Let Parents Watch Kids From Work
Cox News Service
Ohio- Karen Bramwell periodically likes to drop in on her
two young sons at day care, but those personal visits aren't
always possible with her bustling work schedule.
Proctor & Gamble logistics manager logs onto the the Internet
to see her 3-year old Robbie and 18-month-old Kyle at Kids
R Kids, a Mason, Ohio, child care center equipped with surveillance
cameras. With a log-in and password provided by the center.
and other parents can access the camera's images via the
Internet to see what the little ones are up to. The timed
and dated photos can be updated with the click of a button.
the fact that I can take a glance at my children through
out the day just to see what's going on," Bramwell, 38,
said. "I can't look in and check on them without disrupting
cameras, primarily the domain of airport and other high-traffic
areas, are popping up in day-care centers-partly in hopes
of curbing potential abuse and neglect, but also for reducing
separation anxiety levels between parents and their kids.
has at least one licensed childcare center-Kids R Kids-
with the camera internet feature and officials at another
center are seeking a license to open a second facility in
Harrison Township with surveillance cameras, said John Allen
with the Ohio Department of Human Services, which regulates
child care businesses.
Harrison Township facility is a client of Washington-based
WatchMeGrow.com a company that provides the service for
50 child care centers throughout the United States, Canada
and Puerto Rico.
Suplee, spokesman for the company, said business has "quadrupled
in size and speed over the last year." The company, one
of a handful that offers the service, began in November
1996, he said. Suplee guessed that as many as 200-250 centers
use the feature.
some experts say the feature merely capitalizes on parents'
"guilt and paranoia. "Others predict that internet accessible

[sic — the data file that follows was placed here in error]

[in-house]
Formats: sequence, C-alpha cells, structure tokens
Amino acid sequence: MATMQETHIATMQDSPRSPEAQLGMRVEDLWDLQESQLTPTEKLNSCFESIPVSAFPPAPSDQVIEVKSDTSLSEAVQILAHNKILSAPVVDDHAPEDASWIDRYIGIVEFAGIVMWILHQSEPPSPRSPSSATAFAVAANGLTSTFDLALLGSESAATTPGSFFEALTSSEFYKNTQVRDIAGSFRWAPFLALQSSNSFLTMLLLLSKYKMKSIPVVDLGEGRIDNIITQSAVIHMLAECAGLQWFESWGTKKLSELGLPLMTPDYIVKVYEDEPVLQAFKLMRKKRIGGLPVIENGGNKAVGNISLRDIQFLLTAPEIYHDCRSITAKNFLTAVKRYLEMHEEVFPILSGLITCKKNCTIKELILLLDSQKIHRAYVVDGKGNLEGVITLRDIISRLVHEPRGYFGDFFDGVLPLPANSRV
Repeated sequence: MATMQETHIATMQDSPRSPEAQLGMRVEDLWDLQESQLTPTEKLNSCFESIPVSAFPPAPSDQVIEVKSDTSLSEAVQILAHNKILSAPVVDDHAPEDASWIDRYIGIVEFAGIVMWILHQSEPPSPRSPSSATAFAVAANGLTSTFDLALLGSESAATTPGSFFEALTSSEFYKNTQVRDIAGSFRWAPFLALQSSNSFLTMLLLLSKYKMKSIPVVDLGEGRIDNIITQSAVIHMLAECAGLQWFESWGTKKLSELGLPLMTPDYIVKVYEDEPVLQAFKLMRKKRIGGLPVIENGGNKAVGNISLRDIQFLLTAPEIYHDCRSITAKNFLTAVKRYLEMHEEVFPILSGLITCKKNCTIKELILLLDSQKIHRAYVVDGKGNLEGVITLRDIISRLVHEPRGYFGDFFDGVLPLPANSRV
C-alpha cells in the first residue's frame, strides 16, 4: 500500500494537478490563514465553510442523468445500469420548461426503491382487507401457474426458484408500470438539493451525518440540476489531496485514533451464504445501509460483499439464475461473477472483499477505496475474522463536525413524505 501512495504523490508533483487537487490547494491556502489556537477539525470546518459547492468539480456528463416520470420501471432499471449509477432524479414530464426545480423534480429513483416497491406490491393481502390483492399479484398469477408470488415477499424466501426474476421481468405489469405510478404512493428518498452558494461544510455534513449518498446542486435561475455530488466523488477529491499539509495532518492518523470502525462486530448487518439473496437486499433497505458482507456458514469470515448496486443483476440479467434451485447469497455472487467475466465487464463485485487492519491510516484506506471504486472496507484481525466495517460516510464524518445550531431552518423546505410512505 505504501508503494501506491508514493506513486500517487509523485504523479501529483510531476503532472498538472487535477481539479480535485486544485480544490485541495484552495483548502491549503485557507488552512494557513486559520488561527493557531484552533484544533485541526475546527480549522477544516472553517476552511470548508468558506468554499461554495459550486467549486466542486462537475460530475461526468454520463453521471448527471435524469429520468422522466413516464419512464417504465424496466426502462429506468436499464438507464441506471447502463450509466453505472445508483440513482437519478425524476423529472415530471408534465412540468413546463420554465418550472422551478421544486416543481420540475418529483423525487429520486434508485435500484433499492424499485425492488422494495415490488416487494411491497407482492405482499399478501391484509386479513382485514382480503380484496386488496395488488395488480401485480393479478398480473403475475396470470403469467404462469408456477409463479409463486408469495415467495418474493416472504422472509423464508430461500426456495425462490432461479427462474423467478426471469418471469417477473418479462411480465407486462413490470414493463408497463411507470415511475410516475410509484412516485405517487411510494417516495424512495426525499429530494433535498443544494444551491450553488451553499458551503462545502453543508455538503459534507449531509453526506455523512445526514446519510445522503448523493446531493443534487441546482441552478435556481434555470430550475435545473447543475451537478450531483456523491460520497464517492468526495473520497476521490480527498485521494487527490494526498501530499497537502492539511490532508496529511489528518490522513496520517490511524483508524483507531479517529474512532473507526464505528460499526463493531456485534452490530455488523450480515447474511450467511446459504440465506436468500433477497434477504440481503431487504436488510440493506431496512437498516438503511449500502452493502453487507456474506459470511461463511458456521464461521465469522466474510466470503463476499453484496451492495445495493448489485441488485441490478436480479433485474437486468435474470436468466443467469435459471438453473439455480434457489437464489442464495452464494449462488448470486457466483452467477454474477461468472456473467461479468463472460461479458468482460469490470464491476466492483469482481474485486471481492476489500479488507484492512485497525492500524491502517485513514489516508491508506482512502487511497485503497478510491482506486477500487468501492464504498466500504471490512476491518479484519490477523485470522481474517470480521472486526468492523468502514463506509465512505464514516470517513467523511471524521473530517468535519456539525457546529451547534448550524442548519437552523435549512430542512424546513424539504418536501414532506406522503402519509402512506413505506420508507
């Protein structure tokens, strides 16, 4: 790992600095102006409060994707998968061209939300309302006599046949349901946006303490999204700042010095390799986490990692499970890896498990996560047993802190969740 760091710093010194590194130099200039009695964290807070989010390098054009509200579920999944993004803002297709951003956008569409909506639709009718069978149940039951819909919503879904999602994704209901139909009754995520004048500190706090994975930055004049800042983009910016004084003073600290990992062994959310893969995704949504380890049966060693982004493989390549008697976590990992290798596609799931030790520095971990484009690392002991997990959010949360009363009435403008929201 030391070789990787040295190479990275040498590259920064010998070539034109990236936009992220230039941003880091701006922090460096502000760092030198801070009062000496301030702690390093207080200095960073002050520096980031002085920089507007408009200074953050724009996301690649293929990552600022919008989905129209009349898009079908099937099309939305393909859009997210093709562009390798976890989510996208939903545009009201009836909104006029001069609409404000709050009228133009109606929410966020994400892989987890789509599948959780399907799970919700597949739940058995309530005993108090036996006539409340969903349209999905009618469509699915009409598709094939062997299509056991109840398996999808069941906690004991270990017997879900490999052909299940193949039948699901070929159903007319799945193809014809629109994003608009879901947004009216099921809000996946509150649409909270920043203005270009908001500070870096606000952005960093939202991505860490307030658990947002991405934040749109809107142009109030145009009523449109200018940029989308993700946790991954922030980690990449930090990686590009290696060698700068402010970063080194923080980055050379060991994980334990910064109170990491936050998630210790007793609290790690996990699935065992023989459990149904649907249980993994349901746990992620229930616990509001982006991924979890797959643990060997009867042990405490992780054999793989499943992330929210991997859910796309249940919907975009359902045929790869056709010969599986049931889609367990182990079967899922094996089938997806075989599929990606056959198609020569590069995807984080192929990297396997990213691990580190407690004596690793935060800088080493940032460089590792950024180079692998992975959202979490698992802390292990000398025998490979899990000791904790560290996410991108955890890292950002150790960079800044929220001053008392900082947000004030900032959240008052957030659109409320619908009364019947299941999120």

cameras will become as popular in day care centers as cribs
and playpens. National childcare advocates second-guess
the prediction, saying the feature is unlikely to significantly
reduce child abuse in day care facilities.
of the DayMetro Community Family Association, a not-for-profit
Dayton organization, plan to open the 6,200-square-foot
DayMetro Childcare Center this month. DayMetro, which runs
a center for 28 toddlers in Trotwood, expects to win it's
state license soon. Camera-internet service at DayMetro
will be provided by Atlanta-based ParentNet.
an additional $20. a month, parents can use the service
and even e-mail their school-age children at the center,
which takes youngsters up to 12-years old.
though it hasn't opened the center already has filled half
of it's 100 slots-primarily because parents are drawn to
the camera-internet feature, claims Yvette Haber, DayMetro's
Tomi Emmerick, 32, pays a surprise lunch visit to her son's
current daycare center in Fairborn, 2-year old Nicholas
thinks it's time to go home. When Emmerick returns to work,
he gets upset and cries, she said.
hard for me to leave him when he gets like that, but I have
no choice because I have to get back to work.," said Emmerick,
who plans to enroll Nicholas in DayMetro when it opens.
surveillance-Internet feature is prompting the change, she
be able to watch him from time to time during the day and
he won't be expecting us to take him home. We won't disturb
his day, " Emmerick said
Chace of the Alexandria, VA. Based Security Industry association
suspects that surveillance cameras in daycare centers probably
will become the norm over the next ten years."